It’s a nasty PR situation, though, and it’s really easy to find broken-down retired players to trot out and hammer the current NFL with. Expect the two sides to agree to put something semi-substantial in place, but not everything the retiree cohort wants, obviously. Both sides need to be able to plausibly claim that they cared and did the best they could.
b. Player Safety – This is getting to be a difficult PR situation for both sides too, as the NFL has lost control of the studies of injuries and the media coverage of those studies. I would propose two positive things that could come out of this negotiation, vis-à-vis safety:
i. Make it mandatory that all players wear a minimum set of safety equipment, consisting of a helmet, mouthguard, shoulder pads, girdle with hip and butt pads, thigh pads, and knee pads. They can and should end the dumbassery-posing-as-toughness that has been shown by guys like Rod Woodson and our old friend Ed McCaffrey over the years, in wearing as little safety equipment as possible. If everybody has to wear it all, nobody can say that a speed advantage is lost or gained in so doing. It also sets the right example for young players.
ii. Solicit bids from major research universities in developing better safety technology, especially helmets, and contribute a substantial amount of funding to those universities. This is good policy, and great PR, and generally, a no-brainer. I’m certain that better shock absorption technology can be developed if some smart people were incentivized to develop it.
c. Free-agent tags – The NFL would still like to have franchise and transition tags for key players, and the players would mostly like those concepts to disappear. It seems like the discussion is moving toward keeping the rules materially the same, but only allowing a player to be tagged once, which seems very reasonable to me.
d. Litigation/Recertification – This is a bit of a hurdle, because there’s a major litigation item that the NFL has already lost, surrounding their conscious decision not to take the best TV deal in 2008, and instead include a provision which would have paid the NFL even if 2011 games were missed.
Judge David Doty ruled that the NFL failed to meet its fiduciary responsibility to the NFLPA as its partner in taking less money than they could have gotten in the TV deal, in exchange for the leverage-creating provision. Doty hasn’t ruled yet on the damages to be awarded, so I expect that a cash settlement on that front would be part of this CBA negotiation. The NFL’s exposure could be as much as $2 billion, so I think that something like $200 million sounds reasonable, with maybe half going to an endowment for retired players, helping to take care of the Legacy Fund. (There’s been no reporting on this, it’s just strictly my thought about what’s reasonable.)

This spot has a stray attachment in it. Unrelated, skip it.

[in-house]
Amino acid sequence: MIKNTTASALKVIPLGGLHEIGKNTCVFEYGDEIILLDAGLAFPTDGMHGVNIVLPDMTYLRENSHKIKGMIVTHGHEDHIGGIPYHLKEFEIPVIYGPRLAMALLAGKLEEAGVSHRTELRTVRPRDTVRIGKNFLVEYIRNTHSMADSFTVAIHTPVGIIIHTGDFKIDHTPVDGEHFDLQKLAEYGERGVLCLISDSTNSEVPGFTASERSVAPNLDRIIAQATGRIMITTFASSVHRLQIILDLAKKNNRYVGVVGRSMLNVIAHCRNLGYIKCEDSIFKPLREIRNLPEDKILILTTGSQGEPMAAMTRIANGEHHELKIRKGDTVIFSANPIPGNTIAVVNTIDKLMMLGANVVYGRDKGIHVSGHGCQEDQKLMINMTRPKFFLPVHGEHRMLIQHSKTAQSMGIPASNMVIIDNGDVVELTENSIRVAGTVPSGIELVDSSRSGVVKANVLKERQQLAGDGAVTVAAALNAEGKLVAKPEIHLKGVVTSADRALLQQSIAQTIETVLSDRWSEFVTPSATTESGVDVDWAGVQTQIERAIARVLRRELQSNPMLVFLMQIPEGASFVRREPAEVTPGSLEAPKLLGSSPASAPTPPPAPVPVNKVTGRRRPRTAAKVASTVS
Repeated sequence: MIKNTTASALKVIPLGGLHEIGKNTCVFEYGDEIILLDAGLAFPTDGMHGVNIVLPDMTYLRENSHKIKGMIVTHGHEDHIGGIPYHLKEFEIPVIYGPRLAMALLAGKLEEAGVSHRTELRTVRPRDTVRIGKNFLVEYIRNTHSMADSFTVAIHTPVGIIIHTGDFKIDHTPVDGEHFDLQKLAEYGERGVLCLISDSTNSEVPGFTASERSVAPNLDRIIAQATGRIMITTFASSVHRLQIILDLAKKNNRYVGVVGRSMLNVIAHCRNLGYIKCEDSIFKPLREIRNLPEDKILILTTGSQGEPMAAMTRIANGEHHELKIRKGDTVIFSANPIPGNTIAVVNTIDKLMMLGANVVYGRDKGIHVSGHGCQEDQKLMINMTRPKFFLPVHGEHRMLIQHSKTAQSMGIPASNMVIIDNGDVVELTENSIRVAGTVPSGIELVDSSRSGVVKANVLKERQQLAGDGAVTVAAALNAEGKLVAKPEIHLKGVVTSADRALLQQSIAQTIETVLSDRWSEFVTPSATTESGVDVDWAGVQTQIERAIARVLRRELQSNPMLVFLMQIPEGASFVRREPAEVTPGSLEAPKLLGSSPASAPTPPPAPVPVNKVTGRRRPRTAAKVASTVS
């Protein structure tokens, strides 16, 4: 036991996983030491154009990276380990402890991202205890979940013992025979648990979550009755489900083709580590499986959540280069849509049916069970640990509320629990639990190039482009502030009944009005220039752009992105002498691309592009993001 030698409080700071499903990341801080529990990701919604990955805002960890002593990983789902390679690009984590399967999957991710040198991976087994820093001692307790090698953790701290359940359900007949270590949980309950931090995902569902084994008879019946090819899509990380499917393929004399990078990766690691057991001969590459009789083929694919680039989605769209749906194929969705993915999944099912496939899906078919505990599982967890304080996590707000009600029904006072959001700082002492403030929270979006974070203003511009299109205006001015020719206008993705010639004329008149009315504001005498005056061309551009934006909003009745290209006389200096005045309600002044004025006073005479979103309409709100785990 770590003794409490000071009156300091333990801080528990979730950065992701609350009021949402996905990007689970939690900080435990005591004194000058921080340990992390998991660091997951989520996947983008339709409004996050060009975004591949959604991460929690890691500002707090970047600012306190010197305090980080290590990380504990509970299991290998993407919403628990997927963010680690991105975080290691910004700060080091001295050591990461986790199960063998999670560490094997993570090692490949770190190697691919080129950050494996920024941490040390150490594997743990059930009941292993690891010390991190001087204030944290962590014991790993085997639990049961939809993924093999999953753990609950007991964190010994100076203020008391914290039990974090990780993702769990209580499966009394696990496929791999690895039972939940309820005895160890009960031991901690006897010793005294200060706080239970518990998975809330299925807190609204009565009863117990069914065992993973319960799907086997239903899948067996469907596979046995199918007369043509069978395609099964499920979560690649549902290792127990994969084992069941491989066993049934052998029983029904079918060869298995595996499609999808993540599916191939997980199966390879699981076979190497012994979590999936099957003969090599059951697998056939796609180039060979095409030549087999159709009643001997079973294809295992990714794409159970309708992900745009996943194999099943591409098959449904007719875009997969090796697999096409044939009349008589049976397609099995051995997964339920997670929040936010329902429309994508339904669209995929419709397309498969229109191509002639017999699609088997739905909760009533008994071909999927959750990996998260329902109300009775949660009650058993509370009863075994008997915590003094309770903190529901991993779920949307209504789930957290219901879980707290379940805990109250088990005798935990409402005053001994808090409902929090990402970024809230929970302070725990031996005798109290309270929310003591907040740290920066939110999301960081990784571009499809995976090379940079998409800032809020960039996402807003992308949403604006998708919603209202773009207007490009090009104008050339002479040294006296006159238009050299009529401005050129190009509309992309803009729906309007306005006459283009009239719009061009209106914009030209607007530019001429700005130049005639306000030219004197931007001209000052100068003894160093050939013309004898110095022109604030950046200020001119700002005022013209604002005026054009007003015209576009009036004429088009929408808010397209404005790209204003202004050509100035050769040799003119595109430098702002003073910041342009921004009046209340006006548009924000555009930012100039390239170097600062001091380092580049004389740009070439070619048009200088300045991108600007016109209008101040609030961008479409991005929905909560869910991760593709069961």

There’s also the matter of recertification as a union by the NFLPA. This is a huge negotiating chip for the players, because the owners need there to be a union for their cartel-based league to be a legal enterprise. We’ve covered the non-statutory labor exemption here ad nauseam, so you can read either of those to understand why the players are legitimately partners with the NFL, where the United Auto Workers aren’t exactly partners to Ford. (Feel free to ignore the guesses I made that turned out not to happen, if you want to.)
The NFLPA will ultimately have to recertify, but they’re not going to agree to do so without getting some concessions for it, and probably some major ones, at that.
That’s all the time I have for today, friends. Tonight I drink for my birthday, and tomorrow I drink at a wedding, where I’ll see the joining of two fine Cleveland families, the Meaneys and the Brozaks. I’ll find some time to play golf in there too, so all around, you can expect there to be another fun Ted Bartlett weekend on the shores of Lake Erie. I’ll see you Tuesday, assuming I don’t get pulled into many more fire drills at work. If something pops in the labor front, and it needs my special touch, you might even see me before that. How lucky would that make you?